This is what online harassment looks like

Obscene images, hate sites and a game where people are invited to beat you up have been inflicted on Anita Sarkeesian.

When I first wrote about the sexist abuse of women online, collating the experiences of nearly a dozen writers, the response was largely positive. Many hadn't been aware there was a problem; they were shocked. Others had assumed that they were the only ones whose every word on the web was greeted with a torrent of abusive, threatening comments.

But a few reactions stood out, among them that of Brendan O'Neill, the Telegraph blogs section's resident contrarian. He wrote that feminist campaigners pointing this out was a "hilarious echo of the 19th-century notion that women need protecting from vulgar and foul speech". We were, he said, "a tiny number of peculiarly sensitive female bloggers" trying to close down freedom of speech.

The best response to that argument, incidentally, comes from Ally Fogg, who wrote recently:

What you fail to understand is that the use of hate speech, threats and bullying to terrify and intimidate people into silence or away from certain topics is a far bigger threat to free speech than any legal sanction.

Imagine this is not the internet but a public square. One woman stands on a soapbox and expresses an idea. She is instantly surrounded by an army of 5,000 angry people yelling the worst kind of abuse at her in an attempt to shut her up. Yes, there's a free speech issue there. But not the one you think.

I couldn't have put it better myself. As the months have gone on, and more "trolls" (or "online bullies", if you're a semantic stickler) have been exposed, the perception that what we're talking about when we talk about online harrassment is "a few mean comments" or an insult or two has grown.

On 12 June, I wrote about American blogger Anita Sarkeesian, who launched a Kickstarter programme to raise $6,000 to research "tropes vs women in videogames". Donating was - and I really can't stress this enough - completely voluntary. There are Kickstarters for all kinds of things: for example,  a "dance narrative featuring some of NYC's most compelling performers that celebrates the pursuit of love and the joys of imperfection" doesn't sound like my kind of thing, but God Bless Them, they are 89% funded towards their $12,000 goal. 

But a big swath of the internet wasn't prepared to live and let live in Sarkeesian's case, and began spamming her YouTube video comments with a pot-pourri of misogynist, racist and generally vile abuse. Each one individually was grim; together they constituted harassment. (You can read the full story in my blog here).

Since then, Anita Sarkeesian has been subjected to a good deal more harassment. Let's run through the list for anyone who still thinks this issue is about a few mean words.

Image-based harassment

 

This is the kind of stuff people have been sending to Sarkeesian's inbox, repeatedly, and posting on the internet in an attempt to game her Google Image search results. There have also been drawings of her in sexually degrading situations:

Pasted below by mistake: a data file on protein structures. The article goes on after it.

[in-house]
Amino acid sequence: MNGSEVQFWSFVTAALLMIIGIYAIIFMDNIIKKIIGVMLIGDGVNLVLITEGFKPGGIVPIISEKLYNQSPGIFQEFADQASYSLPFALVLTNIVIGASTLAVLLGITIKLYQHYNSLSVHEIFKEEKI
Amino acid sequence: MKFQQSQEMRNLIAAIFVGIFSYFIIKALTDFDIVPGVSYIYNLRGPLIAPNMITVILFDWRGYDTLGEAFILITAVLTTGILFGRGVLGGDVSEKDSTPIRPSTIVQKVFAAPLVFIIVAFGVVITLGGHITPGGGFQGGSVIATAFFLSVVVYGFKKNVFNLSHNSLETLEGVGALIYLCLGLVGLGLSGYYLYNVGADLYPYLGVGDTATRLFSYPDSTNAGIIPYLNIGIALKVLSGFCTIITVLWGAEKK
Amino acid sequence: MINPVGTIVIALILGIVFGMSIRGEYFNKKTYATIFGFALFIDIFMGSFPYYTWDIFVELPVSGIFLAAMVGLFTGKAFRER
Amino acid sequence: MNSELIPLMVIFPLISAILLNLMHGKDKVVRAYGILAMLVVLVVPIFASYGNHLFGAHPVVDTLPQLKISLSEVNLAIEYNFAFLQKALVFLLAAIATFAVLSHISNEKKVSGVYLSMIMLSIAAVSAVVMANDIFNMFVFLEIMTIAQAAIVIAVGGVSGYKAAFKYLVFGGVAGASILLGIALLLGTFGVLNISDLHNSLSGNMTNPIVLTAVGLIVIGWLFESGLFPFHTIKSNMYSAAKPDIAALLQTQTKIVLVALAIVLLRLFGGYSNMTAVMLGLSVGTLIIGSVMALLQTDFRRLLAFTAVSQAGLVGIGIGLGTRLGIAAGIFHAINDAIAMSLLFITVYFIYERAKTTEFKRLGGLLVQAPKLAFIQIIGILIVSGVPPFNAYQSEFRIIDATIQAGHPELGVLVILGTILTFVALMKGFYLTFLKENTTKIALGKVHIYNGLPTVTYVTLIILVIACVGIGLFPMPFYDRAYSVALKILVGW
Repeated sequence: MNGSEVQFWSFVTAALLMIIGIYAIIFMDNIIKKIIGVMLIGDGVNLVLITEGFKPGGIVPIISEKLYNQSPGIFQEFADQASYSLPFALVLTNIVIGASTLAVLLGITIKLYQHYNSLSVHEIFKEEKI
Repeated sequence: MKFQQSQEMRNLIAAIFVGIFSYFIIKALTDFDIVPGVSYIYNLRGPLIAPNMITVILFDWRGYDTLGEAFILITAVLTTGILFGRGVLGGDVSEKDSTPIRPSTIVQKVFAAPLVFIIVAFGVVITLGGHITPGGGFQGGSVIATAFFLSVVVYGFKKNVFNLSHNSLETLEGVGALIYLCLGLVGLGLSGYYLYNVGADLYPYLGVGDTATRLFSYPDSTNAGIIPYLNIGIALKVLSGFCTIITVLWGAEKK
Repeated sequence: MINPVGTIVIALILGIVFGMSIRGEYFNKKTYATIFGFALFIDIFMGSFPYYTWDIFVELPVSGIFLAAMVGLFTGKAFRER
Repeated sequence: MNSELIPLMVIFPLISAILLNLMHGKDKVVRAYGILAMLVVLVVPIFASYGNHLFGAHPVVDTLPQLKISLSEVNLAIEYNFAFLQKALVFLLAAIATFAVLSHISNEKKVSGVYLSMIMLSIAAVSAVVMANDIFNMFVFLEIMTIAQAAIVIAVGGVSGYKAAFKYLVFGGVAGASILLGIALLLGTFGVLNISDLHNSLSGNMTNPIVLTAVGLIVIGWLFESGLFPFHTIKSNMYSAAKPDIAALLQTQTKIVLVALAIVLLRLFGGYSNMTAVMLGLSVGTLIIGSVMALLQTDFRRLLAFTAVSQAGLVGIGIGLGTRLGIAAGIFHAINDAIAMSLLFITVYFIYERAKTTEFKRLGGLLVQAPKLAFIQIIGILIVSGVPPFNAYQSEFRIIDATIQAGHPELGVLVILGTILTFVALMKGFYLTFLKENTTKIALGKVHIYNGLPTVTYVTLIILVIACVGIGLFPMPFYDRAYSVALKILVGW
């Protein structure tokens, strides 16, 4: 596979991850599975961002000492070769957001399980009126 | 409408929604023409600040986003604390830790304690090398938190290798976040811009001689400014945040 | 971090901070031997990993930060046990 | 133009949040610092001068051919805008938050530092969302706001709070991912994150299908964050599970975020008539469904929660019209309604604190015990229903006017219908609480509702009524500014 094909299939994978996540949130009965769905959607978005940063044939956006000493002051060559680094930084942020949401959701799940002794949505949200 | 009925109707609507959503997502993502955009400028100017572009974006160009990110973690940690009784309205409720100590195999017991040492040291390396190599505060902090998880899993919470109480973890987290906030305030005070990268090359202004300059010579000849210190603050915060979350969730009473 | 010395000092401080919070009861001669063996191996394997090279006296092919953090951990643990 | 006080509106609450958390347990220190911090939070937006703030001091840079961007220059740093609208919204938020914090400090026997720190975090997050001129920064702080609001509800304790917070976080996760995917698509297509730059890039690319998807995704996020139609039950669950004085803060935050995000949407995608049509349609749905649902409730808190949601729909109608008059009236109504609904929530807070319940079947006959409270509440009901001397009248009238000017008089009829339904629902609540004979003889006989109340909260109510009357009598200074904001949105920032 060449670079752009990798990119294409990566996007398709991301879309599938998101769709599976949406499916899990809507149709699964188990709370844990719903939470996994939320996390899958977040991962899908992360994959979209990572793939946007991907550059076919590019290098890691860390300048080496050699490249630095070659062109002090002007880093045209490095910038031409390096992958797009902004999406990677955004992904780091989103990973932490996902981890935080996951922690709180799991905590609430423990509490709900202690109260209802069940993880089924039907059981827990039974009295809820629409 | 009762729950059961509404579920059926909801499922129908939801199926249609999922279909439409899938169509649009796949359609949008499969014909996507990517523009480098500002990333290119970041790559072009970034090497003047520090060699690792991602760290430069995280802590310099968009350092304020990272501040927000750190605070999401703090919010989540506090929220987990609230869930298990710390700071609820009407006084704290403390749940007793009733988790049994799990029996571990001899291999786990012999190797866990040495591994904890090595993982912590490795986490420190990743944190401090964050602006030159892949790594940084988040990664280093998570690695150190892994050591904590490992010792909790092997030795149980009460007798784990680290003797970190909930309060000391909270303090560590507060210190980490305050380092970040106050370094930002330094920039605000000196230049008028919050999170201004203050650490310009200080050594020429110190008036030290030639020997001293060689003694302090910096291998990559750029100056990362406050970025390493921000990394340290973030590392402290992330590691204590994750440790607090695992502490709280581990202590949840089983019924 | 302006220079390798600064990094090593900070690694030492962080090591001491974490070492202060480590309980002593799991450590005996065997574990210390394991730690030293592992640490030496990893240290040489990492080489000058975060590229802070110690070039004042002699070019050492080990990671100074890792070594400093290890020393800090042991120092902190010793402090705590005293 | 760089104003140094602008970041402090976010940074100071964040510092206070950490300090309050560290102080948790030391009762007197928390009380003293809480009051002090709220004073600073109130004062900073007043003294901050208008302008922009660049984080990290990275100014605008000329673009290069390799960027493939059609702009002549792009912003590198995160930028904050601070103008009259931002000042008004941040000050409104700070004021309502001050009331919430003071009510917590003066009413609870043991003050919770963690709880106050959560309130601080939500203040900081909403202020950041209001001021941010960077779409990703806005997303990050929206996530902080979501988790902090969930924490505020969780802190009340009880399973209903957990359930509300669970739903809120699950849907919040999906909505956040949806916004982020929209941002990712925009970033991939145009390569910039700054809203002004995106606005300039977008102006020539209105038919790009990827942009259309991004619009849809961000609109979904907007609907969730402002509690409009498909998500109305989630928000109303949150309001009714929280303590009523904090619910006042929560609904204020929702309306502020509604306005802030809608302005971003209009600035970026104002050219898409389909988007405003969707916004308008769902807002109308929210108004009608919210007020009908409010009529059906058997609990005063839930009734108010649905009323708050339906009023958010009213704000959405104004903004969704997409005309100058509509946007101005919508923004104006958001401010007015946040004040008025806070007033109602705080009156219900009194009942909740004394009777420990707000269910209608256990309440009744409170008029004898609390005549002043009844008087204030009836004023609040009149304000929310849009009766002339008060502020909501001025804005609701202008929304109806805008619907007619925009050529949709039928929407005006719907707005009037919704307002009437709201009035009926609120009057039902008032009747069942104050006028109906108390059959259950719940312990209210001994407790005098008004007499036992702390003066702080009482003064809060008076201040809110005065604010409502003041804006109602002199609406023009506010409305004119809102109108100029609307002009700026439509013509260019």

Both these sets of images are taken from Sarkeesian's blog post documenting the harassment (and are reproduced with her permission). They have been posted on the web generally, and also sent specifically to her Facebook page, Twitter account and YouTube channel. The second set show, in her words:

The first image depicts a woman drawn to resemble me who is tied up with a wii controller shoved in her mouth while being raped by Mario from behind. The second image is another drawing (clearly sketched to resemble me) featuring a chained nude figure on her knees with 5 penises ejaculating on her face with the words “fuck toy” written on her torso.

Hate sites

These take a couple of forms: either the creation of specific sites dedicated to trashing you (and again, to come up in Google searches of your name) or posting your details on established forums where haters like to hang out. In Sarkeesian's case, that has involved posting her phone number and address. It's hard to see that as anything other than an attempt to intimidate her: "We know where you live".

The interactive "Beat Up Anita Sarkeesian" game

This one is so incredible I had trouble believing it existed. 

It's an interactive game, inviting players to "beat up Anita Sarkeesian".

As you click the screen, bruises and welts appear on her face.

I find this fairly disturbing - the idea that somewhere out there is a man - a 25-year-old from Sault Ste Marie, a city in Ontario, Canada, who was offended enough by Sarkeesian's Kickstarter project that he made this.

In the description accompanying the games, he adds:

Anita Sarkeesian has not only scammed thousands of people out of over $160,000, but also uses the excuse that she is a woman to get away with whatever she damn well pleases. Any form of constructive criticism, even from fellow women, is either ignored or labelled to be sexist against her.

She claims to want gender equality in video games, but in reality, she just wants to use the fact that she was born with a vagina to get free money and sympathy from everyone who crosses her path.

Some of the commenters on the game have expressed disgust, but not all of them. One wrote:

You are so right, sir. It's the execution which lets this game down.

Wikipedia Vandalism

I wrote about this in the initial post, so I'll be brief here: Sarkeesian's Wikipedia page was repeatedly hacked with crude messages and porn images, until it was locked. This went hand in hand with...

Hacking/DDOSing

Hacking is gaining entrance to someone's private data or website, while DDOSing - using "denial of service" attacks - involves sending a website's server so many requests to load the page that it crashes.